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March 29, 2013


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Thanks for posting this. I wouldn't have found the information without you. It's helpful for assessing the current state of law employment without the typical emotionalism that so often clouds the debate.


A few thoughts:

1. Those numbers still look very fishy, based on anecdotal evidence; I just don't believe 10.6% of law graduates are unemployed and seeking, that number is just too low.

2. Even more unbelievable is the 4.2% combined full-time/part-time short-term employment. You cannot tell me that adding up all the intermittent document reviewers and direct-hire temporary attorneys from the class of 2012 results in 4.2%.

3. Relatedly, I wonder how many of those "public interest" and "government" workers are working for free; any unpaid volunteer work should be categorized as unemployed.

4. Similarly, I wonder how many of those "business" and "industry" workers are working in retail or other nonprofessional jobs. They really need to start separating white collar from non-white collar jobs.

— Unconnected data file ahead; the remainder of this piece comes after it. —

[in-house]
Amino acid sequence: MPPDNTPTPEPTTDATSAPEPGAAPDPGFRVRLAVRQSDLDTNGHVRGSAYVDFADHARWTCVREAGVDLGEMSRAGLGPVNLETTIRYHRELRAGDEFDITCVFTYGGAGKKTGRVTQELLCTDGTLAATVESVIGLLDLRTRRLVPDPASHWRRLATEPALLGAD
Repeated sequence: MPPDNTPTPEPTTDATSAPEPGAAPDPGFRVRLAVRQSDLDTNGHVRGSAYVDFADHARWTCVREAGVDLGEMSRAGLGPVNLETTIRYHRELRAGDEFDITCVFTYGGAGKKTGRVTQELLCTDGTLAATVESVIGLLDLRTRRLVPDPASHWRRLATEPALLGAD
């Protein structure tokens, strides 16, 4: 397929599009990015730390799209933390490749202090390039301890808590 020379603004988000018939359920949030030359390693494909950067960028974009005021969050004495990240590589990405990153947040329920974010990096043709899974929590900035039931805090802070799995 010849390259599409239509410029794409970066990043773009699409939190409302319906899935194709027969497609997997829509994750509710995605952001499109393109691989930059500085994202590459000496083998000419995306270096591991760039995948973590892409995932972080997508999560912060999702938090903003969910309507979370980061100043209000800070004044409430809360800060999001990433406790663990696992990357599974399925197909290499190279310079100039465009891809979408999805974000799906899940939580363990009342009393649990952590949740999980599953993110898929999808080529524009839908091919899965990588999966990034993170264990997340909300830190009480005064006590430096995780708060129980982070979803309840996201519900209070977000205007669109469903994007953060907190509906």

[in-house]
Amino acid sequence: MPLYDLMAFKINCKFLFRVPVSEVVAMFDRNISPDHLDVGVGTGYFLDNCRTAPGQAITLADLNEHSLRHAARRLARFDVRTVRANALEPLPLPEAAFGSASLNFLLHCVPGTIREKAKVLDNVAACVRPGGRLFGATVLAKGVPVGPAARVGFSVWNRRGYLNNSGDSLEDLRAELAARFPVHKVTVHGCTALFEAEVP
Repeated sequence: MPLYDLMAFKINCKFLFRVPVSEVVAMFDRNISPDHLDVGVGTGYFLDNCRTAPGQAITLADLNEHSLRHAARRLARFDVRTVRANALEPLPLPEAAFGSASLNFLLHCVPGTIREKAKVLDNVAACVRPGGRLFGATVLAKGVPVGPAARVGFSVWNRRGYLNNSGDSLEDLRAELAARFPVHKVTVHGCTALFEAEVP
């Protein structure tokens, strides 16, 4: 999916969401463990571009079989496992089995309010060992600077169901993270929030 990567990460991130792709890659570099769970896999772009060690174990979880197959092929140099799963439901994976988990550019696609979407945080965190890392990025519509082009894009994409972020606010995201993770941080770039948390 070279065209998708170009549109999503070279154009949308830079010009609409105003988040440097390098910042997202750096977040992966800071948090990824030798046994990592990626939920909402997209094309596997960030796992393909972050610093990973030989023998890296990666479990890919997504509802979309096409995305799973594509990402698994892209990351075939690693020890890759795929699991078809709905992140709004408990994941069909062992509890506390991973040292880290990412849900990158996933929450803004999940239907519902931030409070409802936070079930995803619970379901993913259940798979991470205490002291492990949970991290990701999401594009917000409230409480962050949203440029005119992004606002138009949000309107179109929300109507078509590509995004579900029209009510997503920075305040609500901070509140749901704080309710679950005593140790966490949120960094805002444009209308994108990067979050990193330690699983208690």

5. Unfortunately, the ABA has no credibility in this arena; it is probably the most egregious example of regulatory capture around these days.


How does an SRO capture itself?



I'm glad you would like to avoid the "typical emotionalism," of the individuals that support your livelihood, but apparently you are unaware that more than 90% of law school students enroll to obtain remunerative employment. You sit there in your ivory tower, attempting to suppress the voice of your victims, but you need to know that what you are doing is literally ruining lives. Do the math on someone that borrows $40,000/year in tuition, $10,000/year in living expenses, and a $10,000 dollar bar loan to pay for Barbri and living expenses while they study for the bar. With the 6-8% rate that the federal government is charging, those loans burden individuals for the rest of their lives. When you look upon your next torts or civ pro class, you should know that you are flat out ruining people’s lives for YOUR personal benefit. YOU are Bernie Madoff and word is getting out.

Just too emotional, I guess

I'm sure it's easy to be unemotional about these statistics when it's not your life or the lives of your friends that are being ruined. It does exemplify the attitude of far too many law professors, though.

And yes, whether or not it can technically be called "regulatory capture," the ABA is hardly a neutral party.

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